Abstract: Within just 7 years, behavioral decision research in psychology underwent a dramatic change: In 1967, Peterson and Beach (1967) reviewed more than 160 experiments concerned with people’s statistical intuitions. Invoking the metaphor of the mind as an intuitive statistician, they concluded that “probability theory and statistics can be used as the basis for psychological models that integrate and account for human performance in a wide range of inferential tasks” (p. 29). Yet in a 1974 Science article, Tversky and Kahneman rejected this conclusion, arguing that “people rely on a limited number of heuristic principles which reduce the complex tasks of assessing probabilities and predicting values to simple judgmental operations” (p. 1124). With that, they introduced the heuristics-and-biases research program, which has profoundly altered how psychology, and the behavioral sciences more generally, view the mind’s competences and rationality. How was this radical transformation possible? We examine a previously neglected driver: The heuristics-and-biases program established an experimental protocol in behavioral decision research that relied on described scenarios rather than learning and experience. We demonstrate this shift with an analysis of 604 experiments, which shows that the descriptive protocol has dominated post-1974 research. Specifically, we examine two lines of research addressed in the intuitive-statistician program (Bayesian reasoning and judgments of compound events) and two lines of research spurred by the heuristics-and-biases program (framing and anchoring and adjustment). We conclude that the focus on description at the expense of learning has profoundly shaped the influential view of the error-proneness of human cognition.
February 2023 - Peter Wakker (Erasmus School of Economics) - “The SIMPLICITY of (Non-)Discounted Welfare if You Have Unbounded Time”.
Abstract: Ramsey argued that impatience/discounting is unfair to future generations, especially if infinitely many. However, the resulting unweighted average utility (“patience”) leads to paradoxes: no Pareto optimality & Parfit’s repugnant conclusion. We introduce preference foundations to resolve these paradoxes. The common thinking in all of the literature as yet is that there are two problems here: (1): Infinite time is harder than finite. So, first handle finite and then try to extend. (2): We need continuum-richness to do our maths. But Suppes, Brouwer (my fixed-point countryman), and others showed that we don’t know its empirical/ethical meaning. The time has come for a surprise: infinite time is easier! Both problems disappear! We get a preference foundation both more general and simpler, and therefore ethically clearer, than all preceding ones in the literature.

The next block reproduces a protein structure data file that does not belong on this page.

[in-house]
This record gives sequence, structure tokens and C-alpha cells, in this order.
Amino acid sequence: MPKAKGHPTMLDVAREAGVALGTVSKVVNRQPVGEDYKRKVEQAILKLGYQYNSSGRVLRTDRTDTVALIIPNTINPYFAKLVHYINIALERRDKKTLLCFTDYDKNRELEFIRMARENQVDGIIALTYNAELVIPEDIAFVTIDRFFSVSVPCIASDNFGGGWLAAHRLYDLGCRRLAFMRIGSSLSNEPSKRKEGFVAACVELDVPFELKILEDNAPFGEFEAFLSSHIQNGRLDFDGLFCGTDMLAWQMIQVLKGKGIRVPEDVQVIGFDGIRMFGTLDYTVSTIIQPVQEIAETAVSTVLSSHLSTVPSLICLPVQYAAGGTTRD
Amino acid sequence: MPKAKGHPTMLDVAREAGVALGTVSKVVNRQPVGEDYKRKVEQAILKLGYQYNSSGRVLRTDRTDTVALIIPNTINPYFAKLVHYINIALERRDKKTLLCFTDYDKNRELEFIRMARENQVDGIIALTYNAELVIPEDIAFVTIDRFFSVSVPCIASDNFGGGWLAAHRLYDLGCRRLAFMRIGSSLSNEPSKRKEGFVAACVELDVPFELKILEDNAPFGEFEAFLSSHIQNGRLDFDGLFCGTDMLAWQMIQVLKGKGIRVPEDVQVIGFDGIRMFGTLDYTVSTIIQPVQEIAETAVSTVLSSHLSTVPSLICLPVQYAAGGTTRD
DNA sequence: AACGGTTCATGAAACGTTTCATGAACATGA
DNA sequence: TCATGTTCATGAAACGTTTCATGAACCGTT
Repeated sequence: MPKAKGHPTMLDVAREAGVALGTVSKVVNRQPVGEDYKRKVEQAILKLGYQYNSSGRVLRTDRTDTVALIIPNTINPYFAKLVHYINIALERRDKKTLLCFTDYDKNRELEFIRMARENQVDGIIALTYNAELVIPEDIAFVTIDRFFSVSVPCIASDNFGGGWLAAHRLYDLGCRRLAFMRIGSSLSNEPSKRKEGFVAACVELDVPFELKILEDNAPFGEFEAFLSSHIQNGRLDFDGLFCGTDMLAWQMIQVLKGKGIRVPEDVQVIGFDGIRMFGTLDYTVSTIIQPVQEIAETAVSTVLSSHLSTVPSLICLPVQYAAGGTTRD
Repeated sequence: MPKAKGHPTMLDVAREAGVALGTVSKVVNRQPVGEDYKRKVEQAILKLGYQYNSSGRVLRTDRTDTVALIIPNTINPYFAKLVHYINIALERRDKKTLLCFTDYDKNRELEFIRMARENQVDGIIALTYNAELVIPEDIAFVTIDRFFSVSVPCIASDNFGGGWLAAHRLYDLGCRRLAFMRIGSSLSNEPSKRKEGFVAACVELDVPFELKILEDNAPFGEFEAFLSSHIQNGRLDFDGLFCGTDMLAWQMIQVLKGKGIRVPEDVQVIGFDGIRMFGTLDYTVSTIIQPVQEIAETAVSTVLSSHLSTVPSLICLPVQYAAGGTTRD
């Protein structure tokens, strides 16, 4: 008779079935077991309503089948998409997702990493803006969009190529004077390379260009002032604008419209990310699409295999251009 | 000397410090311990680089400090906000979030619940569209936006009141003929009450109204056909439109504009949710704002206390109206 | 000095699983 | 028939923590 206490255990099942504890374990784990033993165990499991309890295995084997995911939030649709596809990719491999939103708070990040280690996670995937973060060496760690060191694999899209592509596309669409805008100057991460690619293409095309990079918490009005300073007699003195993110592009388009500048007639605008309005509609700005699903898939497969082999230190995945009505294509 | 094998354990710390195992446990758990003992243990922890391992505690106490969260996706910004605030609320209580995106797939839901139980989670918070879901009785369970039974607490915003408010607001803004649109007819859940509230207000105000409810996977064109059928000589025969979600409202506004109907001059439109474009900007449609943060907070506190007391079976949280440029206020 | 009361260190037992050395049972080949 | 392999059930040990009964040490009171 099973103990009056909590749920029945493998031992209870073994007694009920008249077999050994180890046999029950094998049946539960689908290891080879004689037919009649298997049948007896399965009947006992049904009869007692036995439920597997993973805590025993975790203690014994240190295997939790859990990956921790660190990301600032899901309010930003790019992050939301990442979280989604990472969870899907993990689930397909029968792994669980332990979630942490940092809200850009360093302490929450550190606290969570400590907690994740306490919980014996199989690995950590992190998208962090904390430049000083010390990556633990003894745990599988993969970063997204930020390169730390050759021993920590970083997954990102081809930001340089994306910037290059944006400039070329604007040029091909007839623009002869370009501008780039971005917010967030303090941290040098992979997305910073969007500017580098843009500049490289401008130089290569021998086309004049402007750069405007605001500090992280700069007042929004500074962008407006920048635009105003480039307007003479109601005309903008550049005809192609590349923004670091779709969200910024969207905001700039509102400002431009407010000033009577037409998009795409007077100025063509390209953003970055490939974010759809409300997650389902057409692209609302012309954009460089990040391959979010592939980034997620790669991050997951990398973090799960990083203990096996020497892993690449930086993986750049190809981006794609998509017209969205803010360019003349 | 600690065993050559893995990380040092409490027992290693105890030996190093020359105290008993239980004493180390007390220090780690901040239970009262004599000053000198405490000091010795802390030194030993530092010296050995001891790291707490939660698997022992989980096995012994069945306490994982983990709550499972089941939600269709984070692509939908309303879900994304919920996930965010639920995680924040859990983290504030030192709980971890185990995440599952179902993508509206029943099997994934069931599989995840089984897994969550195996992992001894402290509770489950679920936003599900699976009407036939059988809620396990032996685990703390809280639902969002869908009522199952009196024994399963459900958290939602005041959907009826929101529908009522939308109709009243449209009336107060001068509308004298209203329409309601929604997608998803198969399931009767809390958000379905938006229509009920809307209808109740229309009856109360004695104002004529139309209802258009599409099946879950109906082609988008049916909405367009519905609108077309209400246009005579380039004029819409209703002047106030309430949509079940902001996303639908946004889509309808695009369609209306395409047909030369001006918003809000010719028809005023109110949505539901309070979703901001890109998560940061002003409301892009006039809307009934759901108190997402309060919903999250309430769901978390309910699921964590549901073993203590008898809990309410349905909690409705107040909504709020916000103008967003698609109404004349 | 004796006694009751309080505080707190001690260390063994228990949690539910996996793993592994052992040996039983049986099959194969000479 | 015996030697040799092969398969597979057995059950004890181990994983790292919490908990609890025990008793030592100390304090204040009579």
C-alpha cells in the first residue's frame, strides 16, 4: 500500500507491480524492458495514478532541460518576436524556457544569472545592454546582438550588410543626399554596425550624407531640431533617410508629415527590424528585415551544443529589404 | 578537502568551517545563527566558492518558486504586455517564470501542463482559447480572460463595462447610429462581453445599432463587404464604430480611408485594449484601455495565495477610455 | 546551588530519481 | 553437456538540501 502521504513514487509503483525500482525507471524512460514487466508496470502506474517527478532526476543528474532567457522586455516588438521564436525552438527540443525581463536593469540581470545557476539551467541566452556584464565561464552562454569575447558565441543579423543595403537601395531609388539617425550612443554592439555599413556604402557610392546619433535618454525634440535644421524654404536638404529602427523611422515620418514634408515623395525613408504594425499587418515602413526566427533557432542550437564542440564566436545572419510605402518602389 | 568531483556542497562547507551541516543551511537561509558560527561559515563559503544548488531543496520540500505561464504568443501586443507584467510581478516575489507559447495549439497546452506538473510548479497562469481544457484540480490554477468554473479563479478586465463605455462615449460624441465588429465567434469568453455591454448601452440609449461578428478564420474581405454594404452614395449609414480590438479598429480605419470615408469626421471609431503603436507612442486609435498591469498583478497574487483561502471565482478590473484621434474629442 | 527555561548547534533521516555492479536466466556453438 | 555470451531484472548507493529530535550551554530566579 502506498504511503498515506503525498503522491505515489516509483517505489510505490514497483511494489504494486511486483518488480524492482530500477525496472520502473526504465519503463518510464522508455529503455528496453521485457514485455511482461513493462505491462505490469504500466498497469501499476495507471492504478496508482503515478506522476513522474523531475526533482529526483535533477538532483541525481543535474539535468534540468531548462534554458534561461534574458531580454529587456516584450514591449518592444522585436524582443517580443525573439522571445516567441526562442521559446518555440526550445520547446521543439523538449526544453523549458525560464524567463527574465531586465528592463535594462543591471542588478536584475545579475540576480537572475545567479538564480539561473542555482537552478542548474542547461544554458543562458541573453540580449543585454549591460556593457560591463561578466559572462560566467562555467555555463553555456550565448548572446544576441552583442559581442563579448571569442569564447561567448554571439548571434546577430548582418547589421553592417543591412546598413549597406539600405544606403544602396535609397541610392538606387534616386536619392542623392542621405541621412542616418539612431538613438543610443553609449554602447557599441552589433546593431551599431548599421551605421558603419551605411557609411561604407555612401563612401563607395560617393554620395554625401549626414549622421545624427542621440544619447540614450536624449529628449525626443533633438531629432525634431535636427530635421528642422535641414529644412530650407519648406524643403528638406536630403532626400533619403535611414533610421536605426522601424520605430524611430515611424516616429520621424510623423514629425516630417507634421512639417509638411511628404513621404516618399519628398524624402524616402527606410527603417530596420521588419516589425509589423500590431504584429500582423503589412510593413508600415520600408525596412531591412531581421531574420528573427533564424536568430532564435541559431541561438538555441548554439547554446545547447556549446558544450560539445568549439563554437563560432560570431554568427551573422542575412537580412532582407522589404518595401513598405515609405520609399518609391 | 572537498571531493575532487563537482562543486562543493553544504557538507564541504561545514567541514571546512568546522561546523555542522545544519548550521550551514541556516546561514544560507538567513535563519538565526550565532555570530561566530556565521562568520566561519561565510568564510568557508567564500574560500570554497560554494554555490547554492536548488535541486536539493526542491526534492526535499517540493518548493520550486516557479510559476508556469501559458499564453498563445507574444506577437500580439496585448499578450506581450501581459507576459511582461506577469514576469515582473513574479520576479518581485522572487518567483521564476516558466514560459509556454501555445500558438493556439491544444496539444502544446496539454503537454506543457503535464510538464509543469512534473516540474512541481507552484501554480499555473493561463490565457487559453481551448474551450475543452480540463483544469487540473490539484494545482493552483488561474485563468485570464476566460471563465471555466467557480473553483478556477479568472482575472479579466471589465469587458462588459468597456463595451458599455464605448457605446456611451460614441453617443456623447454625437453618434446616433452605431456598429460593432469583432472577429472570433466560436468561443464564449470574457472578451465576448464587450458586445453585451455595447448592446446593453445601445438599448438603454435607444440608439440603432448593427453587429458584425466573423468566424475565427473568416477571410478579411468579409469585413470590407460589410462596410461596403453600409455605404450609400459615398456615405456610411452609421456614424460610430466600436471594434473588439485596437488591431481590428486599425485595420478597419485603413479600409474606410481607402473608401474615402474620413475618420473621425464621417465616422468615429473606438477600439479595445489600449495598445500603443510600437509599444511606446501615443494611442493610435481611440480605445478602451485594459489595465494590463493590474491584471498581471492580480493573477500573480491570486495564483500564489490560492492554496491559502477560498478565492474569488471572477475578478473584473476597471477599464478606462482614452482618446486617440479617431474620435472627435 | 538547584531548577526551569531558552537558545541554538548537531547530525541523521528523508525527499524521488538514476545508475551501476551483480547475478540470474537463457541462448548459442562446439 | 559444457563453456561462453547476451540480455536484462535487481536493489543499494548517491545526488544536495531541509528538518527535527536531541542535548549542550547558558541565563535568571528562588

January 2023 - Emanuele Borgonovo (Bocconi) - “Information Density: from Decision Analysis to Probabilistic Sensitivity”.
Abstract: Information value is widely studied and applied in decision analysis. We discuss and extend the notion of information density, originally introduced in Hazen 2014. We discuss existence, uniqueness, and formulation in association with alternative definitions of information value. We then discuss its formulation for reporting problems with proper scoring functions. We analyze how this extended notion blends with four statistical properties that aid the interpretation of measures of statistical association. We discuss analytical results for Gauss-linear models. We illustrate the graphical insights through a well-known realistic case study in the medical sector and a recently developed model to support planning during the COVID-19 pandemic.
Joint works with Gordon Hazen, Xuefei Lu, and Elmar Plischke.
December 2022 - Freddy Lim (INSEAD) - “Loyalty Currency and Mental Accounting: Do Consumers Treat Points Like Money?”.
Abstract: Loyalty programs have greatly expanded in scale and scope, and loyalty points issued by firms serve as a new form of currency alongside the traditional currency of money. In this paper, we study how consumers decide to pay with points or money for a purchase and how these decisions are affected by consumers’ points earning characteristics. We develop a model of consumers’ payment choices and estimate it on proprietary loyalty program data from a major U.S. airline company using a hierarchical Bayesian framework. Our results demonstrate that mental accounting, the subjective perceived value of points, and the reference exchange rate play important roles in consumers’ payment choices. Moreover, the primary points earning source and the total earning level are jointly associated with consumers’ attitudes toward points and money: Consumers who earn many points and mostly with the focal firm tend to value points more than money, while those who earn few points or mostly through a co-branded credit card tend to value money more than points. To better understand heterogeneity in consumers’ attitudes toward points, we propose a probabilistic segmentation of consumers and identify four behavioral segments with distinctive characteristics. Through counterfactual analysis, we demonstrate how a firm can implement money and point pricing policies to efficiently target and influence consumers’ payment choices.